"fairly superficial offering".
Looking for the female equivalent of the "visceral thrill of shooting" males get is "non-obvious," and they hope it doesn't take 30 years to achieve high quality.
"I think there are different levels to what you can offer," said Brenda Bailey Gershkovitch, co-founder of Vancouver-based developer Silicon Sisters Interactive. They created an iOS title called School 26, which was aimed at young teenage girls.
"What we've seen is a fairly superficial offering where, in the absence of truly understanding what women want in terms of game mechanics and connection, what we're getting is a female wrapper around a game that's really designed for men."
"But while that works to some degree it's not going to, in my estimation, really build the gaming community, and really contribute to that aspirational goal of finding out what it is that women connect with when they game," she continued.
Gershkovitch and her business partner conducted 6 months of intensive research into the videogames industry and what makes male and female gamers tick.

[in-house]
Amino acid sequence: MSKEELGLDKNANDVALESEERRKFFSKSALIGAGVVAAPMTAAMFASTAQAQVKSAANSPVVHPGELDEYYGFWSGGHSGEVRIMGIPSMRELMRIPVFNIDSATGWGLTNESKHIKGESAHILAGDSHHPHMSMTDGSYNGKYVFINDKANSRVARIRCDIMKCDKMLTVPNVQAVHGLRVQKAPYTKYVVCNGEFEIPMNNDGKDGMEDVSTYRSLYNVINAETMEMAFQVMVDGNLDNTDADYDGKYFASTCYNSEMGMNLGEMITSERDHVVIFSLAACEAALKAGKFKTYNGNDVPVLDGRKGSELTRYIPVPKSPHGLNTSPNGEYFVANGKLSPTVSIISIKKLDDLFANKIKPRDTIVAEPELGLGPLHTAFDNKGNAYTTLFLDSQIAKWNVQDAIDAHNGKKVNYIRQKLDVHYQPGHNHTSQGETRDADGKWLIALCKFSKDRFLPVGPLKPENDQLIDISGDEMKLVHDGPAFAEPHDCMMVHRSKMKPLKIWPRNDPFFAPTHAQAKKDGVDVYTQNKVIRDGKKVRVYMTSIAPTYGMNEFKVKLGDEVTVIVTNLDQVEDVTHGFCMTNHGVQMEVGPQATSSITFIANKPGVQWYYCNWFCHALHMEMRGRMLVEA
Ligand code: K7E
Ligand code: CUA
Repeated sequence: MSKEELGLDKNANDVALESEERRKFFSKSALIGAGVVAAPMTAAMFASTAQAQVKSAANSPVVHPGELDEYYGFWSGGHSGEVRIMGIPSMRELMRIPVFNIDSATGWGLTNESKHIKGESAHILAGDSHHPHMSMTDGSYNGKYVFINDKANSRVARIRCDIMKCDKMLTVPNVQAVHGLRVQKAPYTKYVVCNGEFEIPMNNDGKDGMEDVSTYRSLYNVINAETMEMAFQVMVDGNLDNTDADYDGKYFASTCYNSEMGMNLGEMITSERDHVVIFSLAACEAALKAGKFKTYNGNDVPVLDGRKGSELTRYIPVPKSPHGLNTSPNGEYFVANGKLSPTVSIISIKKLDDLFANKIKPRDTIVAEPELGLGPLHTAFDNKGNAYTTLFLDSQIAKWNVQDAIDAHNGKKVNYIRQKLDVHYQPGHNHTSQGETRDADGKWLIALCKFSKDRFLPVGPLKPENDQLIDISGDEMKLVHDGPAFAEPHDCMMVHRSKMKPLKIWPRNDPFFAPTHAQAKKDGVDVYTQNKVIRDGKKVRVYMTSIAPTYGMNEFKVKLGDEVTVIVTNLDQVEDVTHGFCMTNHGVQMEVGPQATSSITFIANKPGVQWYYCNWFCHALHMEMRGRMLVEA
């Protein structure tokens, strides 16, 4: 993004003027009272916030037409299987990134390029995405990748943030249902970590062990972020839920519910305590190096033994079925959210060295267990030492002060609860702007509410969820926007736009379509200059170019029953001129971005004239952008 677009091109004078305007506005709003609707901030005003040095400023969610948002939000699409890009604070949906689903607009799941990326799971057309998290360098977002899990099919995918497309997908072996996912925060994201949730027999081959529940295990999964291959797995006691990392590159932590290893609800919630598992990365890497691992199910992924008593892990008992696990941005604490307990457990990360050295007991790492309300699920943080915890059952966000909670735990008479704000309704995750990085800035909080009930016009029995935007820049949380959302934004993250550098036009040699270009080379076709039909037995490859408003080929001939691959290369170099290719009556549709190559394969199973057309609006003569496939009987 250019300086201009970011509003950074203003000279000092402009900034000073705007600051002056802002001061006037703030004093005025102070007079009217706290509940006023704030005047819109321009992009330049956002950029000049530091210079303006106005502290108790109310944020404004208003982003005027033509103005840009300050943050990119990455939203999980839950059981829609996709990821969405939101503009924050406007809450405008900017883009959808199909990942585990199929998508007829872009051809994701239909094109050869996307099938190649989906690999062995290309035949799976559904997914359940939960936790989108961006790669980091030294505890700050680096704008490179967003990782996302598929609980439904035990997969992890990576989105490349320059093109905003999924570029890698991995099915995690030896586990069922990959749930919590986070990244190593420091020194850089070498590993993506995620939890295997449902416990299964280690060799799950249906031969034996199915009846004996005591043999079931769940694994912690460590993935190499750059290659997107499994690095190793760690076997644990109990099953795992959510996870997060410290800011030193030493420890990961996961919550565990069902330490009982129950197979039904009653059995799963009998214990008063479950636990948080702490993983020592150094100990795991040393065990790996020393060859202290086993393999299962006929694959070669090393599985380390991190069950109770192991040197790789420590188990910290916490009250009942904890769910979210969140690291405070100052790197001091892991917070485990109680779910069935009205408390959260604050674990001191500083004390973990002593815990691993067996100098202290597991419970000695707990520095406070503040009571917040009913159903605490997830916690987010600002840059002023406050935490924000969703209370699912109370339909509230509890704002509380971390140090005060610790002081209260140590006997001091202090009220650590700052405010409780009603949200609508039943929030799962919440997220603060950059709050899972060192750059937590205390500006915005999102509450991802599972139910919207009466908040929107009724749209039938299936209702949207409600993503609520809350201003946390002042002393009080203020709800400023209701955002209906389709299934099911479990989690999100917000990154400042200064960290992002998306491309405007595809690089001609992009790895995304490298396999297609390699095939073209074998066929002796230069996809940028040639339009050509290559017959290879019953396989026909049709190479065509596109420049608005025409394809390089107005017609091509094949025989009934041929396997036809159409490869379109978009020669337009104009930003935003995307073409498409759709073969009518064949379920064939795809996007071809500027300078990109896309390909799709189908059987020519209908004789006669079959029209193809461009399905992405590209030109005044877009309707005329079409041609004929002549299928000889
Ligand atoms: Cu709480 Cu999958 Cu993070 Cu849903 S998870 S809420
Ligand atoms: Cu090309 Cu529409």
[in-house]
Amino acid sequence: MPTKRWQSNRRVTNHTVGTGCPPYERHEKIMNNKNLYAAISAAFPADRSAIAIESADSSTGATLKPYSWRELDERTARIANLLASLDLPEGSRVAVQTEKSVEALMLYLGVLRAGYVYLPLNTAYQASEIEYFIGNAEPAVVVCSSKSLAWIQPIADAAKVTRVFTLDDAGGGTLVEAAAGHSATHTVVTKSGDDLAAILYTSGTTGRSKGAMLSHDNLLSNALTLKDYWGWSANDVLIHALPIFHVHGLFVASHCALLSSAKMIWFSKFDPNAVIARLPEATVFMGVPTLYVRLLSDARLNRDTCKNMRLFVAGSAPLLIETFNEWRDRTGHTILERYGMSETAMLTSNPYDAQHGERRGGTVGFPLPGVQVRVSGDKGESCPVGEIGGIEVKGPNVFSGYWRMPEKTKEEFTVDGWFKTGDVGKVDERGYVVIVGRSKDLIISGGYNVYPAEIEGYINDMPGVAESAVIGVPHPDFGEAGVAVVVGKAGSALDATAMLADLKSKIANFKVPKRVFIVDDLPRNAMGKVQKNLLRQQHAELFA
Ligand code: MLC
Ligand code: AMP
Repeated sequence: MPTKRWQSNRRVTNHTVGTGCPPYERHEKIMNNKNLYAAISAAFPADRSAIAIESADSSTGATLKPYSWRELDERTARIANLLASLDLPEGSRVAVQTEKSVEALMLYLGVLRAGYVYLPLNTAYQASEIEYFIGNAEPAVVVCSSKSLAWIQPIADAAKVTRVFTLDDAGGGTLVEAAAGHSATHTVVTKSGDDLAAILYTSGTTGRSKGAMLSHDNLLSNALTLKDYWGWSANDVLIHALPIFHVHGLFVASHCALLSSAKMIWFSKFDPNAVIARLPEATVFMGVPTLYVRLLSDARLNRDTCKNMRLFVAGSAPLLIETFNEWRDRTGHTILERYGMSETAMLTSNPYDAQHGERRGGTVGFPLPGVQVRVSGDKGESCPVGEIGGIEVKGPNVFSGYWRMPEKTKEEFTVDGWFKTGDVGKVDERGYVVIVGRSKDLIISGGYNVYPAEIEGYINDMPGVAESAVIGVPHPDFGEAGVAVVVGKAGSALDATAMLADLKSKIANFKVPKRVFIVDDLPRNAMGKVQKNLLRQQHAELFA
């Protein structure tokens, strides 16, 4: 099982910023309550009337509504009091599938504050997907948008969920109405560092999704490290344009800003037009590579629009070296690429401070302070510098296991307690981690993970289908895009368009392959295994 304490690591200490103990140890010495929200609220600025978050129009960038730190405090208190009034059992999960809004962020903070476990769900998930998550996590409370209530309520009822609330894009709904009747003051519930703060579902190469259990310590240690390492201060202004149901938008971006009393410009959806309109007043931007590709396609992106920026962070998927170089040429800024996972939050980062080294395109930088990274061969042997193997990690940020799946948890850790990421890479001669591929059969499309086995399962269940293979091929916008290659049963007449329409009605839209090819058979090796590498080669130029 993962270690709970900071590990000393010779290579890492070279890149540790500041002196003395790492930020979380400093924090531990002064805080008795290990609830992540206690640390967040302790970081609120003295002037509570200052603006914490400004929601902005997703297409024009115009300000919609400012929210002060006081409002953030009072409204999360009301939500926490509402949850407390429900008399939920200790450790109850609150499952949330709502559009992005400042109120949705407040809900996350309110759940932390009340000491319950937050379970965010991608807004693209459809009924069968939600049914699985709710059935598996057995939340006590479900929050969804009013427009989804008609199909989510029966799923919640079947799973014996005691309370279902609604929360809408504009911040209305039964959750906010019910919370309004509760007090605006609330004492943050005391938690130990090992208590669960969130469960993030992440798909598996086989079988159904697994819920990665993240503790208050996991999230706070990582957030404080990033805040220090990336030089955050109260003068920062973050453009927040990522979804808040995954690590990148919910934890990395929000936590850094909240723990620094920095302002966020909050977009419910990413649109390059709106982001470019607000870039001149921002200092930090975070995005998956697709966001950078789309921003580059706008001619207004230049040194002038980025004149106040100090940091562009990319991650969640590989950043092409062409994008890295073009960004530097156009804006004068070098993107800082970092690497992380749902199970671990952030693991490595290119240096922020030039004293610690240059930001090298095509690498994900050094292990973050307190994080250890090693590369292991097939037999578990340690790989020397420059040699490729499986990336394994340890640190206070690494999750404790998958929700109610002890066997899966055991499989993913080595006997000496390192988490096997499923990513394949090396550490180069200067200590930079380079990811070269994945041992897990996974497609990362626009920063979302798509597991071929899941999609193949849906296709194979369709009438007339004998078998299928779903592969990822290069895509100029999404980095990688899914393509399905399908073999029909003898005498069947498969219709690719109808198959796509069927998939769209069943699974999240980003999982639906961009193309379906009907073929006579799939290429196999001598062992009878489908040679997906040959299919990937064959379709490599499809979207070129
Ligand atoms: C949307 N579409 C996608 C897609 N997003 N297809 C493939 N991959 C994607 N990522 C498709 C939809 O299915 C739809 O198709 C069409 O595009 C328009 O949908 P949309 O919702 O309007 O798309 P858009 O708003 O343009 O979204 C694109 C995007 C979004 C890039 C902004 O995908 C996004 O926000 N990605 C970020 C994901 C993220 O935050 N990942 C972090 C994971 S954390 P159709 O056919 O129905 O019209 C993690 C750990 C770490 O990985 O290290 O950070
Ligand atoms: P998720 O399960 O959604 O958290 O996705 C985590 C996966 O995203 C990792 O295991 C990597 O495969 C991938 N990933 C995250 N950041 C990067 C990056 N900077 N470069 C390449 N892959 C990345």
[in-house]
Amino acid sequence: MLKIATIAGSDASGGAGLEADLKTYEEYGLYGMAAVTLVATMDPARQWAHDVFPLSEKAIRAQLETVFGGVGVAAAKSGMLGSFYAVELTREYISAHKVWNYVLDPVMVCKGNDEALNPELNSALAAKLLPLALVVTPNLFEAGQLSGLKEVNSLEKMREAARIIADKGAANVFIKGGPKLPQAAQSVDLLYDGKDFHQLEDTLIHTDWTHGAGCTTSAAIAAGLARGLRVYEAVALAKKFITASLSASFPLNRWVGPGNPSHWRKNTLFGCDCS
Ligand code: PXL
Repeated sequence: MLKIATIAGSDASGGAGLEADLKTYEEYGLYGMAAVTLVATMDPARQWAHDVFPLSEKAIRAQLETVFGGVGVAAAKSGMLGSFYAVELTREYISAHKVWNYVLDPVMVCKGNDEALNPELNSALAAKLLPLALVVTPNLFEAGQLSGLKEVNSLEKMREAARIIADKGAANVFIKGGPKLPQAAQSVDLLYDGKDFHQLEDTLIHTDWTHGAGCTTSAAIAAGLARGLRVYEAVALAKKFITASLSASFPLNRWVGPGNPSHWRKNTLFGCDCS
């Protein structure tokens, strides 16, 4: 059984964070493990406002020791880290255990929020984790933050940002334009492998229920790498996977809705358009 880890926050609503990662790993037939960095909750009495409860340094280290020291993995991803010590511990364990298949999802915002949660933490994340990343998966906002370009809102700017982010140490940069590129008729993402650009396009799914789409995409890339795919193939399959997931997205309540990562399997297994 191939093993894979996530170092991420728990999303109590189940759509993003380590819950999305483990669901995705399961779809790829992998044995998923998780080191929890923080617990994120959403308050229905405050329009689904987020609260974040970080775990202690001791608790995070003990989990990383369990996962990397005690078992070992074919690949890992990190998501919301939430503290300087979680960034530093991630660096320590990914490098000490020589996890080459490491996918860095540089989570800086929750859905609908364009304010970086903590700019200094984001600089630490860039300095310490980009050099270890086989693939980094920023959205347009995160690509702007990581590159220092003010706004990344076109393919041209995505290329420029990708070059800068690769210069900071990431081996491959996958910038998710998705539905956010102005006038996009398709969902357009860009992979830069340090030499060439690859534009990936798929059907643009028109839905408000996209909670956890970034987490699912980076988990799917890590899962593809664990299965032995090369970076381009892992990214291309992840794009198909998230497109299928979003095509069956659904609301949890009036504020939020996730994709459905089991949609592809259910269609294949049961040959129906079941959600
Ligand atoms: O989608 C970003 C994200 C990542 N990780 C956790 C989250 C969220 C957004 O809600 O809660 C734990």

"The bibliography on that is probably 20 pages long. There are an enormous number of academic studies that cover tiny slices of female play in all kinds of different ways. We compiled all of that together and saw certain trends emerge," explained Gershkovitch.
"It took 30 years to really perfect the three things that males seem to really love, which are shooting, and driving, and sports. And those are absolutely kick-ass games now, and you really have to sit back and go, 'What is the equivalent for girls? And please God, don't let it take us 30 years to get to as high a quality level as that.'"
It's certainly not a conundrum that will be solved overnight anytime soon.
"When you look at the visceral thrill of shooting and what it gives men, looking for the equivalent of that in women is non-obvious, and I believe it's going to be more subtle," said Kirsten Forbes. Not all male gamers enjoy shooting, driving and sports games.
It seems both genders are equally guilty of stereotyping but what's the solution?